Back in the mists of time – 1994 – a very unusual cartoon debuted on Disney Afternoon: Gargoyles, an astonishingly complex story about long-lived creatures who turned to stone during the day but came awake at night…and found themselves transported to modern day New York City. Filled with adventure, intrigue, romance and fantasy, the series lasted for three seasons. And there were comics. A regular series from Marvel and some shorter comics for Disney Adventures magazine, which I edited. With its rich world building and complex characters, I knew from the start that this would be a show that fans cherished, and it indeed became a cult classic.

Today Gargoyles is having a rebirth. While there have been other comics, (I even wrote one) and stops and starts along the way, the comics series has been brought back at Dynamite with a very successful ongoing  and spin-offs that continues the saga that started all those years ago. 

greg weismanAll of the comics have been written by Greg Weisman, the main showrunner for the series, and a man who has a nearly 400 page timeline of Gargoyles history on his hard drive. I worked with Greg on the Disney comics, and all these years later when the chance came to talk to him I was eager to fill in some blanks….and talk about Gargoyles Quest, an upcoming series that brings back the villainous Demona and changes the situation of the Manhattan Clan yet again. Written by Weisman and drawn by Pasquale Qualano, the series debuts in January.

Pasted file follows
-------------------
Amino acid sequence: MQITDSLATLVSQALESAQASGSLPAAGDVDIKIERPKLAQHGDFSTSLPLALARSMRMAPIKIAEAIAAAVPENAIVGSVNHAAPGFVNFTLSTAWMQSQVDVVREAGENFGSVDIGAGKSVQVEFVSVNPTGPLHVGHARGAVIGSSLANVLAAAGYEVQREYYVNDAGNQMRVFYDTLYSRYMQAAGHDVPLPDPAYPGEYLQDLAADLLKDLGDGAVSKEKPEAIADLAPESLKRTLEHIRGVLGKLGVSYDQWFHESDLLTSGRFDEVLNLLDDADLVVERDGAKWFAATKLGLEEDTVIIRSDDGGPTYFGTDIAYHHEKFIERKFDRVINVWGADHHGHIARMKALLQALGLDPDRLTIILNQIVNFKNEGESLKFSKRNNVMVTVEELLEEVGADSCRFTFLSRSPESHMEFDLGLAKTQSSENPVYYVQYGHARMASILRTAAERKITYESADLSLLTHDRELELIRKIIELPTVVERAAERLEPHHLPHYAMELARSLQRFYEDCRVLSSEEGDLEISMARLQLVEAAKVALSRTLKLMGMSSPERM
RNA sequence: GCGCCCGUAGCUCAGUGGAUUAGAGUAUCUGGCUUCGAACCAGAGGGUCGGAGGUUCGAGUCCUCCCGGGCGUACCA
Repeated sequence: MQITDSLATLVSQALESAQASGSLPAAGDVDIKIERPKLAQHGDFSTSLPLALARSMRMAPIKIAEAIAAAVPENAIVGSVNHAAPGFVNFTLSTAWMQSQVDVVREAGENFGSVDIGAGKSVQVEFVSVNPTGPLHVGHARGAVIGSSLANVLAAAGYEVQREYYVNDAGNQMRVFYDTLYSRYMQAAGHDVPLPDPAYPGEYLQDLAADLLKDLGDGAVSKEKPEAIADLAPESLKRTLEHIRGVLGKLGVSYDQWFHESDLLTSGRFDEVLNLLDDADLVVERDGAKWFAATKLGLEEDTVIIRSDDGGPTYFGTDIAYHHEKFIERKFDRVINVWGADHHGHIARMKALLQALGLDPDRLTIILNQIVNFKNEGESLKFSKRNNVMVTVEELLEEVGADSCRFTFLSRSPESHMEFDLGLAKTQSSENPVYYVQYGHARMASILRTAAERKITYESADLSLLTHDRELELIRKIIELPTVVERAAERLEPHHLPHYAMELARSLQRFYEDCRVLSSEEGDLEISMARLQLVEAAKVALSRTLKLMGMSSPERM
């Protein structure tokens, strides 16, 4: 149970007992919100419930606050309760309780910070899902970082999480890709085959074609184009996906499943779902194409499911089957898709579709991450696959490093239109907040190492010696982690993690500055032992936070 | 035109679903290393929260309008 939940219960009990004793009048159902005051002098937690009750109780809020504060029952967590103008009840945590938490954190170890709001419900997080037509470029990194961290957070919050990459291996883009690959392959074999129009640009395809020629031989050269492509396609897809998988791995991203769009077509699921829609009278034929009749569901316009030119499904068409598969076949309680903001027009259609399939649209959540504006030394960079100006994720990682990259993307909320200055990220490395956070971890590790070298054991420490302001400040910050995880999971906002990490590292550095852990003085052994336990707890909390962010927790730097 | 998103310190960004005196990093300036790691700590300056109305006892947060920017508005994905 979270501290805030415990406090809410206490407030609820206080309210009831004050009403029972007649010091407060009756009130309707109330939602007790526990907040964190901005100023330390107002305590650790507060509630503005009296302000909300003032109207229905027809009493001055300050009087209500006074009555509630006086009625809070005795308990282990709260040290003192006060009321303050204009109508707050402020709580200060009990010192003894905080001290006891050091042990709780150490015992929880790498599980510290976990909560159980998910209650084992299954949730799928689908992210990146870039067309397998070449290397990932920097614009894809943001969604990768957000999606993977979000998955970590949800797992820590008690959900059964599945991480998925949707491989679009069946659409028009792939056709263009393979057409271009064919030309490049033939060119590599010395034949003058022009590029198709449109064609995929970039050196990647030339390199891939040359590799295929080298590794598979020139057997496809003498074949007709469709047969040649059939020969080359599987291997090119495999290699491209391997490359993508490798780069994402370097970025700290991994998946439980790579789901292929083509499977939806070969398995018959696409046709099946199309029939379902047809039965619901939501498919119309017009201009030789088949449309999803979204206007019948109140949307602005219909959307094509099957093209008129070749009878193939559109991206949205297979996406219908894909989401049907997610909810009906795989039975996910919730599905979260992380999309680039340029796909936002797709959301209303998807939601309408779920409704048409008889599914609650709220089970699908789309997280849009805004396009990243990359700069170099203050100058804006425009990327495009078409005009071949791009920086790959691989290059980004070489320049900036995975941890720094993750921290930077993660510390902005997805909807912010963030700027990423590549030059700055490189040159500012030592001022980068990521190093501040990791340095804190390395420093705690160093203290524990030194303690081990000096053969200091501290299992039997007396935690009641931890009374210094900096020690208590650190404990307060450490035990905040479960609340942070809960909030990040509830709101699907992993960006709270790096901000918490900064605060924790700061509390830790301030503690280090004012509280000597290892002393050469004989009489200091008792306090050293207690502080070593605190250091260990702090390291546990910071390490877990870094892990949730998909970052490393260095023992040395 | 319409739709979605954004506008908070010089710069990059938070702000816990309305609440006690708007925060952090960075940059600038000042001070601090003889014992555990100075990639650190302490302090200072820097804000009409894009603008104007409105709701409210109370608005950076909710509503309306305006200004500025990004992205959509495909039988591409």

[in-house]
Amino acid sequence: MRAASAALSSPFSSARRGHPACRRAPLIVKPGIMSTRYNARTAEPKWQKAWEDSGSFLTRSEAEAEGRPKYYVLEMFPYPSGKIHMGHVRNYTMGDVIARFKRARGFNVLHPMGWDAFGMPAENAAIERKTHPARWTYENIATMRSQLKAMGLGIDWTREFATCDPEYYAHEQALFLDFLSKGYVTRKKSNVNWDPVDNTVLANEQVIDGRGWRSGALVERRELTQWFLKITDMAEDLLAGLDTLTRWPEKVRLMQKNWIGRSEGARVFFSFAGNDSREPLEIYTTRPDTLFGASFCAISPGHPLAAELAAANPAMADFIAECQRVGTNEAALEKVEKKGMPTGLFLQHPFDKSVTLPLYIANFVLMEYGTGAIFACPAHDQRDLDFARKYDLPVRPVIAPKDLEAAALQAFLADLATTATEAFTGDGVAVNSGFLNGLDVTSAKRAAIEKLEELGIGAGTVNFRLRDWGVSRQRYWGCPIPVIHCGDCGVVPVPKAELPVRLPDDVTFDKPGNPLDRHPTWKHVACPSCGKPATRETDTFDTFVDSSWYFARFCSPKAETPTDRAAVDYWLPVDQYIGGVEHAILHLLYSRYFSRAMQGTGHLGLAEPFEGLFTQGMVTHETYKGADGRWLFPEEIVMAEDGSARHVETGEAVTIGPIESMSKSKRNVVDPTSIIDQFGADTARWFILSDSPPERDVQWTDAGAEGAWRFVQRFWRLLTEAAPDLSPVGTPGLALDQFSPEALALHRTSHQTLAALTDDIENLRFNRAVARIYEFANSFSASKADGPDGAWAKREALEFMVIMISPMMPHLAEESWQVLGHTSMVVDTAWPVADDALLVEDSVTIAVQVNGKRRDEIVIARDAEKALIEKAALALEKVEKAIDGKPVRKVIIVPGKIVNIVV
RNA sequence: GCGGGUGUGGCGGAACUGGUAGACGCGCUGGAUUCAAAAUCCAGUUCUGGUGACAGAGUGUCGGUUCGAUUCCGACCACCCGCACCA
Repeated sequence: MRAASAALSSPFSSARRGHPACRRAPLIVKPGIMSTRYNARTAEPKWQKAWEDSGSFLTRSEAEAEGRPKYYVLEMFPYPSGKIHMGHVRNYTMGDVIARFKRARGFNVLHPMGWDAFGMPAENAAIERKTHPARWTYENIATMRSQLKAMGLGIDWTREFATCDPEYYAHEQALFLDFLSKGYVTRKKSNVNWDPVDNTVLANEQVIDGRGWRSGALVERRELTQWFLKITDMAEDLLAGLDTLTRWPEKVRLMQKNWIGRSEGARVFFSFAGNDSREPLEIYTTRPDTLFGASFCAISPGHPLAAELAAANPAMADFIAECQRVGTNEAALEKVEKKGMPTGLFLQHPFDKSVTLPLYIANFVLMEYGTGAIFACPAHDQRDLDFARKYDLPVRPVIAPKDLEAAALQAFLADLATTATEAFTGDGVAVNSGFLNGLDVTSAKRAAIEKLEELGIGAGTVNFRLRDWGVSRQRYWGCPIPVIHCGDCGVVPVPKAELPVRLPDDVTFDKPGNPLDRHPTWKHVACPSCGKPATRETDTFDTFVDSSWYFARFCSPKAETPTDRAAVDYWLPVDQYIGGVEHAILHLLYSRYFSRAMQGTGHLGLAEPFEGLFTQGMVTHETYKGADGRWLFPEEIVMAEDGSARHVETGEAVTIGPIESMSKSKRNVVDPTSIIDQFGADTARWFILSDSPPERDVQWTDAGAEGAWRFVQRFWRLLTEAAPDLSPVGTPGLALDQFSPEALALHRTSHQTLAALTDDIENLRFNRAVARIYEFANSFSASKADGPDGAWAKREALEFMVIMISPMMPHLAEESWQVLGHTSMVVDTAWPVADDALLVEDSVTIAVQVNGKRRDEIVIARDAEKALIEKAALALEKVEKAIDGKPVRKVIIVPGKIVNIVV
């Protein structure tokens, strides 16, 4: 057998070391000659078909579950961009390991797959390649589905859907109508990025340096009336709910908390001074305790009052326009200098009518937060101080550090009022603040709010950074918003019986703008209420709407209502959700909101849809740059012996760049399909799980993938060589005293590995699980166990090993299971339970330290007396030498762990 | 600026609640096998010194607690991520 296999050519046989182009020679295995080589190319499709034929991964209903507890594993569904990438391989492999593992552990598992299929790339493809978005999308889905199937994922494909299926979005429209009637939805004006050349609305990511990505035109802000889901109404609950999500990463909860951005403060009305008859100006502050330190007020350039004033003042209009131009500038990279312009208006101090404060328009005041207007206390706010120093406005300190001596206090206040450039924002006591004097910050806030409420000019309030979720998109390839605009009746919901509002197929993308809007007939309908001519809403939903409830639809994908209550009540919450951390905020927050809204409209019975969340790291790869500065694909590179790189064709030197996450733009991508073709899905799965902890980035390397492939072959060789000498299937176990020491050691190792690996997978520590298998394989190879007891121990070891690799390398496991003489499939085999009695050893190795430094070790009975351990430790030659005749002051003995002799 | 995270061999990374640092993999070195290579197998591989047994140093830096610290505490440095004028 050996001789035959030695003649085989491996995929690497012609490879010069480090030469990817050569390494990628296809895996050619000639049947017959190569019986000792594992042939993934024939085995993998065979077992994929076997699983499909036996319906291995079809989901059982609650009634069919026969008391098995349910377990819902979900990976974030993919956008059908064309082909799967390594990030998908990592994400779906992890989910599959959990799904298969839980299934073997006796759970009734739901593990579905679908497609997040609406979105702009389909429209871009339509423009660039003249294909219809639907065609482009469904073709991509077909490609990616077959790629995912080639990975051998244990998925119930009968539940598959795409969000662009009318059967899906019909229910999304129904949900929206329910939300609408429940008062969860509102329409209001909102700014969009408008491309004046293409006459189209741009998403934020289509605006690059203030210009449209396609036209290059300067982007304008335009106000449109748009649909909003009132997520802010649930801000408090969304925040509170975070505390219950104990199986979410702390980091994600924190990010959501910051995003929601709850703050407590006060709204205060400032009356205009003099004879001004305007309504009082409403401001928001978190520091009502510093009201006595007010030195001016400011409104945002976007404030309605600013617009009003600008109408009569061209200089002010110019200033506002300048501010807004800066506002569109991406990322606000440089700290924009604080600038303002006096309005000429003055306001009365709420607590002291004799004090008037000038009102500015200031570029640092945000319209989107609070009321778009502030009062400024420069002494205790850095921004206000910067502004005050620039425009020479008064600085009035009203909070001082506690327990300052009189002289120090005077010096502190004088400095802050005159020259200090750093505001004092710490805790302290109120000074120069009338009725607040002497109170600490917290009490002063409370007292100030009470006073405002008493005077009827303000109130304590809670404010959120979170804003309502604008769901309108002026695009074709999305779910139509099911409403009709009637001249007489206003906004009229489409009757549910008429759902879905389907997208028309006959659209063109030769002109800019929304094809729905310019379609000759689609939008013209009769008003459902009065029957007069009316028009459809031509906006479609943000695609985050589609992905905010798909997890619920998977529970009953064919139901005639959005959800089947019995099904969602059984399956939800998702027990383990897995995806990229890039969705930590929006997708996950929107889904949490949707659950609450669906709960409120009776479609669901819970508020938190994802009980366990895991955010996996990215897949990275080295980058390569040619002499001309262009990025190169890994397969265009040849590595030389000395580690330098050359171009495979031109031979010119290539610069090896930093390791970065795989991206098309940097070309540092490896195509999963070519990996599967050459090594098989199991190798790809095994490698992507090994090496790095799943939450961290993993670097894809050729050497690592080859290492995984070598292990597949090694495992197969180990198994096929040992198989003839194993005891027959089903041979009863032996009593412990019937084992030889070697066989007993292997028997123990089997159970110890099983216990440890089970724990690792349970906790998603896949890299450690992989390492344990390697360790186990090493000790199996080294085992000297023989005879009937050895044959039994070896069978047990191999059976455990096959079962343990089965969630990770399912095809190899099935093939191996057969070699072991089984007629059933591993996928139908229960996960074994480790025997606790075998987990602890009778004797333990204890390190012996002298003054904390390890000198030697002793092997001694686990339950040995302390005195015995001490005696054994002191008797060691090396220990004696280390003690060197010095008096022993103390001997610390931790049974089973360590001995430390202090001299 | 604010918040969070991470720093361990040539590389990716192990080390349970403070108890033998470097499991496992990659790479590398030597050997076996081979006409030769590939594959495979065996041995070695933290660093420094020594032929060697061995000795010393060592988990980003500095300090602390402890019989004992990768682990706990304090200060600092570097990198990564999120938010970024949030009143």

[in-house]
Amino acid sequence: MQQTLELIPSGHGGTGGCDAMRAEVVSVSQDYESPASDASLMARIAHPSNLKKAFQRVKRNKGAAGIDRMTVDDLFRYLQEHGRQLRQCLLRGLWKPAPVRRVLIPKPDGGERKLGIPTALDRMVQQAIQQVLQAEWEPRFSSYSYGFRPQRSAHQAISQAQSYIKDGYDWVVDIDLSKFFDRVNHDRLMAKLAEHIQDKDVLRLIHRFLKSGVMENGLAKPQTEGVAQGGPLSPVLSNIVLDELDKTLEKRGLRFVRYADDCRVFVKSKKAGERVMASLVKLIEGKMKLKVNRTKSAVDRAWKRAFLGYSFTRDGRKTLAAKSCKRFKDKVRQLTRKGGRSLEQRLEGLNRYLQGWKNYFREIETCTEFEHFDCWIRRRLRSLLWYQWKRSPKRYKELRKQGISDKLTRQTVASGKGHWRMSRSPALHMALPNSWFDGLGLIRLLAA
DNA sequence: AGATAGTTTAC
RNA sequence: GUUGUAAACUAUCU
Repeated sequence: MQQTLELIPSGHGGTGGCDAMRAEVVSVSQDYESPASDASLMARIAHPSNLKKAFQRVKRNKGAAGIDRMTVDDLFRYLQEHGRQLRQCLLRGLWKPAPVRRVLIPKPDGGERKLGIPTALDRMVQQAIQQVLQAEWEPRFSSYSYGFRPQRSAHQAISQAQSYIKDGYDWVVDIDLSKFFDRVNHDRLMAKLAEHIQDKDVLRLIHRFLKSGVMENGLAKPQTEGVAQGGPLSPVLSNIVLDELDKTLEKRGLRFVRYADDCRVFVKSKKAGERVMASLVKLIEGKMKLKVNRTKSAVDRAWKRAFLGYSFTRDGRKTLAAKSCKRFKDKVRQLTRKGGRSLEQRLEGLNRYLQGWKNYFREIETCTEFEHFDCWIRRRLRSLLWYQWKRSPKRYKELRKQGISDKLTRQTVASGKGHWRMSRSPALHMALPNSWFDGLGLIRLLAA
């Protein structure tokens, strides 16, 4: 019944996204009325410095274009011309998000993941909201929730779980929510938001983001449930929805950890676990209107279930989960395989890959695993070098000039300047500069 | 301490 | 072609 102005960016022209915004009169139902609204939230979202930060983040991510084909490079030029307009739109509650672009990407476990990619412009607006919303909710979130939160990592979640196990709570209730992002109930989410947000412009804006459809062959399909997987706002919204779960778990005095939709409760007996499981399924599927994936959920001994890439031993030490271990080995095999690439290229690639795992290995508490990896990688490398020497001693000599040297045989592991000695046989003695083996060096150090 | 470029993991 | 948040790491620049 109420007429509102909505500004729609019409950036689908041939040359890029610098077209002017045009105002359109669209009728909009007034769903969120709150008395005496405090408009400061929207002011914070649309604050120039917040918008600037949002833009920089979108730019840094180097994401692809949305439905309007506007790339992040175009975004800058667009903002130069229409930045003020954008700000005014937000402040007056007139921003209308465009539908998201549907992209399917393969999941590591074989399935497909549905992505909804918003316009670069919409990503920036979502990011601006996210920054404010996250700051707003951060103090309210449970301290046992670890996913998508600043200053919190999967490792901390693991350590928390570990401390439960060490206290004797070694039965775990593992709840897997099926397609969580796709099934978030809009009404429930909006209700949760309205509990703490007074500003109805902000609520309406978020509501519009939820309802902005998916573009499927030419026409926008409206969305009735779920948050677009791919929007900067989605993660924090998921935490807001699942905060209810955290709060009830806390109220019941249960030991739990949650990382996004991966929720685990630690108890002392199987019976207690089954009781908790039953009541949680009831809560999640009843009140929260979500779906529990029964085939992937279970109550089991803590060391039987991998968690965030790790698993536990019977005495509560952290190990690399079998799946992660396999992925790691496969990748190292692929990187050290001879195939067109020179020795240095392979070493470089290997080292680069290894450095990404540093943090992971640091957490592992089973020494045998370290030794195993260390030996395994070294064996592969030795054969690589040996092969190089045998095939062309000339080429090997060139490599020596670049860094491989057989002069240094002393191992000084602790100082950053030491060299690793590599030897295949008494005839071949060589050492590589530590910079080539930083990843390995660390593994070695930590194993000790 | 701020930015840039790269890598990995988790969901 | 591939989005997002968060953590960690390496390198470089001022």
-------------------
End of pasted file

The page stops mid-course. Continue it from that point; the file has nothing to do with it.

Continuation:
Weisman hasn’t been idle for 30 years – he’s also worked on the Young Justice cartoon, executive produced the first season of Star Wars Rebels, and is currently writing an upcoming Spectacular Spider-Man series for Marvel, among many other projects. 

But Gargoyles holds a special place in his heart and it was great talking to him about the series and Gargoyles Quest. 

This conversation has been edited for length and clarity. 

MacDonald: So Gargoyles Quest – you’ve been writing the comics for Dynamite. You’ve been writing the comics ever since [the show] went off the air, continuing the story. What does Gargoyles Quest add to the saga of the Gargoyles?

Weisman: Well, it’s a big story, it’s an event. Demona has a game plan. And she’s got allies. She’s planning to steal the three keys to power, the three new keys to power – because we dealt with the original three keys in the old TV series. The idea is that when those three keys were destroyed in three different ways, nature and even nature magic abhors a vacuum and so all that power flowed into three new totems. Not necessarily new totems, but three other totems. She has been able, with the last remaining spell from the Grimorum Arcanorum, to identify these three totems. Once she learns what they are and learns the nature of them, she comes up with a plan first to take these items, and then to use them against the human race. Because that is sort of is thing.